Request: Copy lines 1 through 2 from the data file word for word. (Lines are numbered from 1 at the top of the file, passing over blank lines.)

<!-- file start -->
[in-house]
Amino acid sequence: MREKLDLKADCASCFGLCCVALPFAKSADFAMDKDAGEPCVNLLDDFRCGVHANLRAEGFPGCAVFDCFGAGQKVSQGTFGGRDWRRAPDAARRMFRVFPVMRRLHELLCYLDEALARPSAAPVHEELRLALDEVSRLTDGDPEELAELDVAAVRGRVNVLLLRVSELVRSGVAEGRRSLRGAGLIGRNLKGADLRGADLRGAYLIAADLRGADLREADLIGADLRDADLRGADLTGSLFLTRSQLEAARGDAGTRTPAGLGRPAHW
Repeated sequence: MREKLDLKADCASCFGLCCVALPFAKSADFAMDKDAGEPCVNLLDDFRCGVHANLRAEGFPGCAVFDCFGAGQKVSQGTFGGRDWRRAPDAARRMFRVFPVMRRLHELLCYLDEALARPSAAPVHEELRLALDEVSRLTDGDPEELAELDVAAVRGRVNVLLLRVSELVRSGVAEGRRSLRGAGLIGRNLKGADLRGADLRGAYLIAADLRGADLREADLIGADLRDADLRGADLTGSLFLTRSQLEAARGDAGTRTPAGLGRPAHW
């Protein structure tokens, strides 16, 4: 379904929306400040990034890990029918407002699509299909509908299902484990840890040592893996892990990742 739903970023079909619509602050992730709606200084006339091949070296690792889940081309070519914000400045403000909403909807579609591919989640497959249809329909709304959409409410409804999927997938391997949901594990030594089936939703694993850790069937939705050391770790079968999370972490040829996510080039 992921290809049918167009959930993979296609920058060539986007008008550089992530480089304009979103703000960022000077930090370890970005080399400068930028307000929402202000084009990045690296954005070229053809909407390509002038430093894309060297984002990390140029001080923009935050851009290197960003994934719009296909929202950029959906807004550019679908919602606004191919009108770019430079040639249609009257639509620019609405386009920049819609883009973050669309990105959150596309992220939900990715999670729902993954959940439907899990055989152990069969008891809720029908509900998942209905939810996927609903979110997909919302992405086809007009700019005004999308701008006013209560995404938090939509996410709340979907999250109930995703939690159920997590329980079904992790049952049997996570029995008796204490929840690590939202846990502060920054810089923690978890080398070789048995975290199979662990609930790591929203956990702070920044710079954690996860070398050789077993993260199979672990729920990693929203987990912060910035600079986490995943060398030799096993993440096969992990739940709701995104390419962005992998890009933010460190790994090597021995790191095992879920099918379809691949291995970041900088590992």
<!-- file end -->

[in-house]
Amino acid sequence: MREKLDLKADCASCFGLCCVALPFAKSADFAMDKDAGEPCVNLLDDFRCGVHANLRAEGFPGCAVFDCFGAGQKVSQGTFGGRDWRRAPDAARRMFRVFPVMRRLHELLCYLDEALARPSAAPVHEELRLALDEVSRLTDGDPEELAELDVAAVRGRVNVLLLRVSELVRSGVAEGRRSLRGAGLIGRNLKGADLRGADLRGAYLIAADLRGADLREADLIGADLRDADLRGADLTGSLFLTRSQLEAARGDAGTRTPAGLGRPAHW